UNAIDS and WHO estimate that of the 40 million people living with HIV/AIDS in the world, approximately 2.8 million are 50 years and older. In the US, an estimated 1 million people are infected with HIV, although one- third of this population is unaware of their diagnosis. While HIV infection is commonly thought to affect younger adults, there are an increasing number of patients over 50 years of age living with the condition. With the introduction of highly active antiretroviral therapy (HAART) in the mid-1990s, survival following HIV diagnosis has risen dramatically and HIV infection has evolved from an acute disease process to being managed as a chronic medical condition. Over the past two decades, significant progress has been made in understanding HIV pathogenesis and disease progression, which has allowed the identification of a multitude of drug and vaccine targets. Although currently available drug therapies have greatly increased the time from HIV infection to development of AIDS, drug resistance is an inevitable consequence that limits the duration of successful treatment. In this proposal we are targeting a step in viral life cycle that is essential for viral survival and to date there are no therapeutics against this particular pathway. HIV-1 uses Tat as its viral activator and viruses mutated in Tat are not viable. We are planning to continue our work on Tat peptide derivatives (mimetics) inhibitors that could potentially inhibit virus replication both in cell culture and our humanized animal models. From our original submission, we have successfully been able to trim the original Tat 15 aa peptide inhibitor to 5 aa and have found the new peptide to be able to bind to cdk2, and cdk9 tightly and inhibit their kinase activity both in vitro and in vivo. The new peptide and its mimetic (which was not planned in the original proposal) show promising results in inhibiting HIV-1 replication in cell lines and PBMCs through various mechanisms. In the current proposal we are completely focusing on the mimetics and not the peptides anymore. We will extend our initial observations in PBMCs to various pharmacological parameters including cytotoxicity, inhibitory concentrations, and its ability to inhibit replication of numerous viral strains including patient isolates and drug and resistant strains. The inhibition studies will be performed with the two 2 generation mimetics, F07#13 and F07#19, which will allow us to select the best possible inhibitors for a given HIV clade or stain. We will also ask about the functional consequence of SWI/SNF phosphorylation by cdk2/E in relation to HIV-1 chromatin remodeling of nucleosomes. Finally, we will examine the effect of cdk9 phosphorylation by cdk2/E in presence of chromatinized HIV-1 LTR DNA. We will use in vitro biotin DNA transcription assays that uses Tat for activated transcription with and without added cdk2/E and ask in cdk9 can get phosphorylated at any of the 175, 186, 262, 347 and 363 sites. Collectively, our new mimetic inhibitors and better definition of its targets will aid in bringing a new Tat inhibitor to the clinic.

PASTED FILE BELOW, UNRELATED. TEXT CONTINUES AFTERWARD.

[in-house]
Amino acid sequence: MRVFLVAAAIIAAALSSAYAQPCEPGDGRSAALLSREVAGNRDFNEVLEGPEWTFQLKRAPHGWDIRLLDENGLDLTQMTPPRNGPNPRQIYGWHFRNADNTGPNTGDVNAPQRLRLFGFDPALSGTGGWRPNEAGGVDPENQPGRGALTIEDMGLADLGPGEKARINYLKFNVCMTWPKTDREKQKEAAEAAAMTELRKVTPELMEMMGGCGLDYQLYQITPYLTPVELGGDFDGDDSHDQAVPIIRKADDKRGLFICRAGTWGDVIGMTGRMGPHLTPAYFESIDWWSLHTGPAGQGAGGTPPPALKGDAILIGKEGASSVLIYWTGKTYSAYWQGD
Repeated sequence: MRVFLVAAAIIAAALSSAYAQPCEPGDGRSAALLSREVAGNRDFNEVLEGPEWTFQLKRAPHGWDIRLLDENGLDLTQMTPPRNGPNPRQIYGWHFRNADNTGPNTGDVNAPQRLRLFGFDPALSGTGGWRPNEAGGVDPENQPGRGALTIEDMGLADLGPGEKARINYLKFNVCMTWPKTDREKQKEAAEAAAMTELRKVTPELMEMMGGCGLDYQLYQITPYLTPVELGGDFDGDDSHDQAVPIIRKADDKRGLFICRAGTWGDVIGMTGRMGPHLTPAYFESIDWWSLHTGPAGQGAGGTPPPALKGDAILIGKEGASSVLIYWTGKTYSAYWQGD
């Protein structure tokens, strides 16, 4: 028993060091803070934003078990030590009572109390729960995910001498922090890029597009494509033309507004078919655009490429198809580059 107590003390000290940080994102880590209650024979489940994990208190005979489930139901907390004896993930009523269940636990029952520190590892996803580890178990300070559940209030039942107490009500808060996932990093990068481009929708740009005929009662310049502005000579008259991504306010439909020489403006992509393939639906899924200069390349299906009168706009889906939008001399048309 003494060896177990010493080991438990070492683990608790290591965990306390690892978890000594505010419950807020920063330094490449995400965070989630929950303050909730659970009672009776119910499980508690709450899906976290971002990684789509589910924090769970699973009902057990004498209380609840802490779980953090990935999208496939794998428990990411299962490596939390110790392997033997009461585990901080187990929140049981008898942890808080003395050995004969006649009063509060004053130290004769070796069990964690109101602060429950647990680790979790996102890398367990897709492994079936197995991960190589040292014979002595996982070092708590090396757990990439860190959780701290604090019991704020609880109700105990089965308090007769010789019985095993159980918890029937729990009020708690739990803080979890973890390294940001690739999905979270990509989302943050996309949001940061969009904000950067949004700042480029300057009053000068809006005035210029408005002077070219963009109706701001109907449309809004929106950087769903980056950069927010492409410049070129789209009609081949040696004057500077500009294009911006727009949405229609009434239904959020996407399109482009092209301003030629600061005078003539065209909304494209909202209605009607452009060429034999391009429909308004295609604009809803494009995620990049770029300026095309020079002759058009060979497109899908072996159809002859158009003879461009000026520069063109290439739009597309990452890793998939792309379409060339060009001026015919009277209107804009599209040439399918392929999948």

In view of the urgency of the AIDS epidemic, it is essential to learn about the function of specific viral inhibitors for proteins such as Tat that play a key role in pathogenesis. The understanding of how HIV-1 Tat manipulates the transcription machinery will aid in designing better Tat inhibitors of mimetic nature.
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